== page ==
Bike Seller Warning - Scam Alert
The Sendback Scam is a variant of an old Nigerian fraud where a hapless victim is cajoled into giving out his personal and financial information as well as a "good faith payment" in order to receive a huge amount of money purportedly stolen or misappropriated by a Nigerian banker, government official, etc.
The way it works is simple - a Seller is contacted by a buyer or buyer's agent and an offer is made on the bike. The Seller accepts and the buyer sends along a (counterfeit/forged) payment, usually a money order or cashier's check. The fraud is that the check is for more than the asking price, and the difference is to be somehow sent, usually wired, along to the buyer or third party - the usual excuse is a payment to a shipper, a refund, a payment to a customs handler, etc. Of course the original check or money order is counterfeit, but oftentimes the bank will not catch it for a week or more, and by then the Hapless Seller has already wired off the "extra" amount. And to make matters worse, the bank will not honor the check/money order even though they may have already accepted the deposit and credited the funds to your account (they will take the funds back.) The Hapless Seller is then out the fees the bank may charge, any resulting headaches from writing checks or making withdrawals on a deposit that is later recaptured by the bank, and of course the funds sent off to the Buyer or Buyer's agents.
What follows is a great exchange between a scam artist and an informed seller that is "playing along." Note that the Sellers name and identifying features have been removed, replaced with bracketed descriptives, such as [Seller] and the like. Also notice that the e-mails from the scam artist often look like scripts with spaces and even parentheses for the perpetrator to simply insert the needed information for that particular scam.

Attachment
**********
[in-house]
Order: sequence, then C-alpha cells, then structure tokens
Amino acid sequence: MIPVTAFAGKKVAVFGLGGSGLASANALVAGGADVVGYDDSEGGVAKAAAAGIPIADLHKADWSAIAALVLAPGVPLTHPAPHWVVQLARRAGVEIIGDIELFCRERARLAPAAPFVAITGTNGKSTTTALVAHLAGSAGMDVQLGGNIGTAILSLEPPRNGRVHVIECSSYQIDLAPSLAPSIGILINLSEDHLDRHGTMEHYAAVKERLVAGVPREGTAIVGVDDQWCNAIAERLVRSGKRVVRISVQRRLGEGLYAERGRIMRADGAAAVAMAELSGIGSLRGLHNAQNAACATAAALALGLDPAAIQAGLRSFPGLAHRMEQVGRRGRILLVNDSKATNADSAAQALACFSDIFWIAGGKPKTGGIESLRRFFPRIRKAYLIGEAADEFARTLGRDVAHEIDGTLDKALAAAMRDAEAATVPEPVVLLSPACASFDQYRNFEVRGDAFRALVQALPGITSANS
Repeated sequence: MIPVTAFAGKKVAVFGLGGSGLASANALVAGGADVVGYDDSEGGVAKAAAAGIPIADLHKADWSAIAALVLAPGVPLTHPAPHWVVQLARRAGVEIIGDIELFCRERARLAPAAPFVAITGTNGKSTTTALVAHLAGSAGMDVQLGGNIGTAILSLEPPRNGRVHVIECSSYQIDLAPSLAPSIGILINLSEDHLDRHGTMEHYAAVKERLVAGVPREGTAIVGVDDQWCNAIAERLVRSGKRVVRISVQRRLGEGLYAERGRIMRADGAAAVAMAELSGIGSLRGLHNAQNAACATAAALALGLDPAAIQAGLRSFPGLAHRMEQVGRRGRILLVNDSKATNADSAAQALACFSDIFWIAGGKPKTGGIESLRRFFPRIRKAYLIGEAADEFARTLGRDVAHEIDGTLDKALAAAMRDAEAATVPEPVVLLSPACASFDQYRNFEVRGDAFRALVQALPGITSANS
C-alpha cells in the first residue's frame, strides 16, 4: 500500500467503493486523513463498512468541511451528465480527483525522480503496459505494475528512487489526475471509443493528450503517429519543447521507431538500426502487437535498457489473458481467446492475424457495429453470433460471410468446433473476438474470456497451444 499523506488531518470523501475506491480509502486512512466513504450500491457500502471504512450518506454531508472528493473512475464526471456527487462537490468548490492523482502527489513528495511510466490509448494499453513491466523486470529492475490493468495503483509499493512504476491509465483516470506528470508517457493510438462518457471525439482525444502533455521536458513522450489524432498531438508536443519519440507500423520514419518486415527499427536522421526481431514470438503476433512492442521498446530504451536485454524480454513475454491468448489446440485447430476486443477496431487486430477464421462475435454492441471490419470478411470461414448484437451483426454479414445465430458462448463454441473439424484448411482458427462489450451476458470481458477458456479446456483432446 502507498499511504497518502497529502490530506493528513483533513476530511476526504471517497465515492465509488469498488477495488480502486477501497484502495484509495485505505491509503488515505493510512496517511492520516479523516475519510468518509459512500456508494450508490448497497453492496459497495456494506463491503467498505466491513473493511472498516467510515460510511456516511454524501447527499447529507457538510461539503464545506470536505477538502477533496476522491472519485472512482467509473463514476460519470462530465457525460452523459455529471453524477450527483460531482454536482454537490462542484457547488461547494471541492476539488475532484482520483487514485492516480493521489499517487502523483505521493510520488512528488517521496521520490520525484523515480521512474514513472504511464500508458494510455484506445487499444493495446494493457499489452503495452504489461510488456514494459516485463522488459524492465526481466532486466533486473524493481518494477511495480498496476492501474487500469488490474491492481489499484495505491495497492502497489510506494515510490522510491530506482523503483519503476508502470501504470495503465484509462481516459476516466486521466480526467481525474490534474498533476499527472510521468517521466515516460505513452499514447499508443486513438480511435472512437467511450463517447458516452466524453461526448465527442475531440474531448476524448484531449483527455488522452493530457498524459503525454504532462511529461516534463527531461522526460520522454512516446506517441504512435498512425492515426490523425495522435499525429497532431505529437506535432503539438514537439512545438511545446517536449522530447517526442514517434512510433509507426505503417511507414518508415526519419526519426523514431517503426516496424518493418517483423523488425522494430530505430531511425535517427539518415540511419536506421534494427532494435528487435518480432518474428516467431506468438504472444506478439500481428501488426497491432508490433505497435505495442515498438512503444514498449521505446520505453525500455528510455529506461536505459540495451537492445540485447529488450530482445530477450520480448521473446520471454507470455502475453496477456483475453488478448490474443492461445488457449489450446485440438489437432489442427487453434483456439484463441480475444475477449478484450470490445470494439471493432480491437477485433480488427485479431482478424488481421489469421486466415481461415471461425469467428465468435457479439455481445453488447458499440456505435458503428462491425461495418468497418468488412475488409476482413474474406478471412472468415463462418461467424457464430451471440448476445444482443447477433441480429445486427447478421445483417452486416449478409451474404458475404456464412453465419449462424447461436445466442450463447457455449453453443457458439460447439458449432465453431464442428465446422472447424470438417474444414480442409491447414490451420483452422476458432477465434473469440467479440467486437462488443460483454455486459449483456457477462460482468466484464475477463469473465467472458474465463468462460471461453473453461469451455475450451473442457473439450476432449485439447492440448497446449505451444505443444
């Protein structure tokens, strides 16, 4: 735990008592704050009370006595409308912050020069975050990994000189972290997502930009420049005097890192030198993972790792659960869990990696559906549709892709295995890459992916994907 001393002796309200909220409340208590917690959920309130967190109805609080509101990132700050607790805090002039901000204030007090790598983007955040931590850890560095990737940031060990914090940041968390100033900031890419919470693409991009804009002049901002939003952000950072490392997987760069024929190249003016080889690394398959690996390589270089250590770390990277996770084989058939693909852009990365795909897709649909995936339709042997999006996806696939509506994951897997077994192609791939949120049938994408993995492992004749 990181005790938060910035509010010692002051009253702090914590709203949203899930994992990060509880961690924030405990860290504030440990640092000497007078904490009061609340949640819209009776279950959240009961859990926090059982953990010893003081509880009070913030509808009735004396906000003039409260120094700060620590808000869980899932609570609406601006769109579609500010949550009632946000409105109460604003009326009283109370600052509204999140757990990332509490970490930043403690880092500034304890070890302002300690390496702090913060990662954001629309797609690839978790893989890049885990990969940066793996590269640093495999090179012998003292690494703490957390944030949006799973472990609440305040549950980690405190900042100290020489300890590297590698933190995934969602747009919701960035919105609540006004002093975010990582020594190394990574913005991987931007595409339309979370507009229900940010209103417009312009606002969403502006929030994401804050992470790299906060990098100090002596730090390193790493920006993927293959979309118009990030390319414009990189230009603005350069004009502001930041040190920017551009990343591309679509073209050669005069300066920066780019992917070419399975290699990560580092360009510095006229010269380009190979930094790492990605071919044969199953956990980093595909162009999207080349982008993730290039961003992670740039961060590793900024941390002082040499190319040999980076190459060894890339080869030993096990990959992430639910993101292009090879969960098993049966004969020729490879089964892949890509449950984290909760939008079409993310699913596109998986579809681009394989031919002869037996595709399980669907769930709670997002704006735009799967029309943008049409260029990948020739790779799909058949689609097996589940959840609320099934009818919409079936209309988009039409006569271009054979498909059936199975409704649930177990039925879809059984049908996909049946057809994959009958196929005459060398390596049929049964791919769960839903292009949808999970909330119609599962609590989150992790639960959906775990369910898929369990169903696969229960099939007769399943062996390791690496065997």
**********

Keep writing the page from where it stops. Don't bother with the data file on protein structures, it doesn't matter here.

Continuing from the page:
The E-mail Exchange
Here we see the typical openings of a scam - a Yahoo! or other anonymous e-mail account, a foreign buyer's agent whose "real" buyer must remain anonymous, and obviously written from a script (notice the reference to a "Car"?)
Our Seller knows this scam and decides to play along...
And the hook. The buyer just happens to have an $8,000 cashier's check laying around and would love to trust the Seller with $4,000 of his "extra" dollars. What's more, the Buyer is such a swell guy he is trusting the Seller to simply wire the money back to him after the Buyer has received a cashier's check. Notice the parenthesis around the Seller's bike, and the word BIKE in caps - it screams "Insert Here."
Again, just playing along...
Joseph, our kind-hearted Buyer, is ready to send the check. I am sure a color laser printer in Nigeria is busy printing off counterfeit cashier's checks (some unfortunately are very well done) and it should arrive at our Buyer's home any day now.
The check did arrive, and looked quite genuine.
Unfortunately, the rest of the tale too often goes like this-
If you do choose to go ahead with a cashier's check or certified check transaction, notify your bank manager that you suspect it may be fraudulent and ask him how you can best protect yourself.
Fortunately the rest of this story went like this ... Buyer received counterfeit check and wiring information and immediately passed it, the wiring info and all complete e-mails (with headers) along to the FTC and the United States Secret Service for investigation and prosecution. Buyer then notified Yahoo! of the Yahoo! E-mail account used for the scam and requested the account be terminated.
Our cooperative seller notified our "buyer" that the check was fraudulent and has been turned over to the authorities, and has never heard from him again.
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© 1995-2016, Ted Verrill